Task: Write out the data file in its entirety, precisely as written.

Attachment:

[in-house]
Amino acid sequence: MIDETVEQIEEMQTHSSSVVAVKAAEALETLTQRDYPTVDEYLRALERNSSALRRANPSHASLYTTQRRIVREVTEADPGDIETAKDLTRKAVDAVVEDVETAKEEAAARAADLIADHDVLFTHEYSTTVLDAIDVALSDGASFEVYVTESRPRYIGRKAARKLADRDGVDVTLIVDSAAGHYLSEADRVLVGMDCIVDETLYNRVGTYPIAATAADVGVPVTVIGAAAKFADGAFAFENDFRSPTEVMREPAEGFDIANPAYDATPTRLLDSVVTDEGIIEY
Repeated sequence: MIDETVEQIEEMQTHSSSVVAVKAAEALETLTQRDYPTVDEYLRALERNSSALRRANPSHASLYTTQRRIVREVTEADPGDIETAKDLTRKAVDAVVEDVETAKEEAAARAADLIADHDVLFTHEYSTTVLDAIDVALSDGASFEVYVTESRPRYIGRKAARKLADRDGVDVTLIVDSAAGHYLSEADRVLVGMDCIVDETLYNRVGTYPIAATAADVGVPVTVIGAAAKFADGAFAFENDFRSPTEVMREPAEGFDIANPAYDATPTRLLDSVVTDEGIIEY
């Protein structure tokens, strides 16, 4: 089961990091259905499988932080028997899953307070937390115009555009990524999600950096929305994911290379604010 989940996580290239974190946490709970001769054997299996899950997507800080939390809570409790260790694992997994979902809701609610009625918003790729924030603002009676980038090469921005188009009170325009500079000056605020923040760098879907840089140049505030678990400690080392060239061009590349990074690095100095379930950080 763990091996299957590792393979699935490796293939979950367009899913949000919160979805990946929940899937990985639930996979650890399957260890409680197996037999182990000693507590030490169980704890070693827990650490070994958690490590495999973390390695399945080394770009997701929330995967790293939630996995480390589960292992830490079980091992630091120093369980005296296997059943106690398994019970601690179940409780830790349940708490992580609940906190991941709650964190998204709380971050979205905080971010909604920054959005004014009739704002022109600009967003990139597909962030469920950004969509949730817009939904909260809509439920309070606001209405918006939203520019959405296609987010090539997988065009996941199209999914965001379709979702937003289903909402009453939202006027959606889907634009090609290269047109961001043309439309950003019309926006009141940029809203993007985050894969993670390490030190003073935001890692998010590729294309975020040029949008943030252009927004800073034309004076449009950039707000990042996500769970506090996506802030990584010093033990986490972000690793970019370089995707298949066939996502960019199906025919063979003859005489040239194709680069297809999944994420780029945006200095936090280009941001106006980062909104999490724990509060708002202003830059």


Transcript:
[in-house]
Amino acid sequence: MIDETVEQIEEMQTHSSSVVAVKAAEALETLTQRDYPTVDEYLRALERNSSALRRANPSHASLYTTQRRIVREVTEADPGDIETAKDLTRKAVDAVVEDVETAKEEAAARAADLIADHDVLFTHEYSTTVLDAIDVALSDGASFEVYVTESRPRYIGRKAARKLADRDGVDVTLIVDSAAGHYLSEADRVLVGMDCIVDETLYNRVGTYPIAATAADVGVPVTVIGAAAKFADGAFAFENDFRSPTEVMREPAEGFDIANPAYDATPTRLLDSVVTDEGIIEY
Repeated sequence: MIDETVEQIEEMQTHSSSVVAVKAAEALETLTQRDYPTVDEYLRALERNSSALRRANPSHASLYTTQRRIVREVTEADPGDIETAKDLTRKAVDAVVEDVETAKEEAAARAADLIADHDVLFTHEYSTTVLDAIDVALSDGASFEVYVTESRPRYIGRKAARKLADRDGVDVTLIVDSAAGHYLSEADRVLVGMDCIVDETLYNRVGTYPIAATAADVGVPVTVIGAAAKFADGAFAFENDFRSPTEVMREPAEGFDIANPAYDATPTRLLDSVVTDEGIIEY
């Protein structure tokens, strides 16, 4: 089961990091259905499988932080028997899953307070937390115009555009990524999600950096929305994911290379604010 989940996580290239974190946490709970001769054997299996899950997507800080939390809570409790260790694992997994979902809701609610009625918003790729924030603002009676980038090469921005188009009170325009500079000056605020923040760098879907840089140049505030678990400690080392060239061009590349990074690095100095379930950080 763990091996299957590792393979699935490796293939979950367009899913949000919160979805990946929940899937990985639930996979650890399957260890409680197996037999182990000693507590030490169980704890070693827990650490070994958690490590495999973390390695399945080394770009997701929330995967790293939630996995480390589960292992830490079980091992630091120093369980005296296997059943106690398994019970601690179940409780830790349940708490992580609940906190991941709650964190998204709380971050979205905080971010909604920054959005004014009739704002022109600009967003990139597909962030469920950004969509949730817009939904909260809509439920309070606001209405918006939203520019959405296609987010090539997988065009996941199209999914965001379709979702937003289903909402009453939202006027959606889907634009090609290269047109961001043309439309950003019309926006009141940029809203993007985050894969993670390490030190003073935001890692998010590729294309975020040029949008943030252009927004800073034309004076449009950039707000990042996500769970506090996506802030990584010093033990986490972000690793970019370089995707298949066939996502960019199906025919063979003859005489040239194709680069297809999944994420780029945006200095936090280009941001106006980062909104999490724990509060708002202003830059």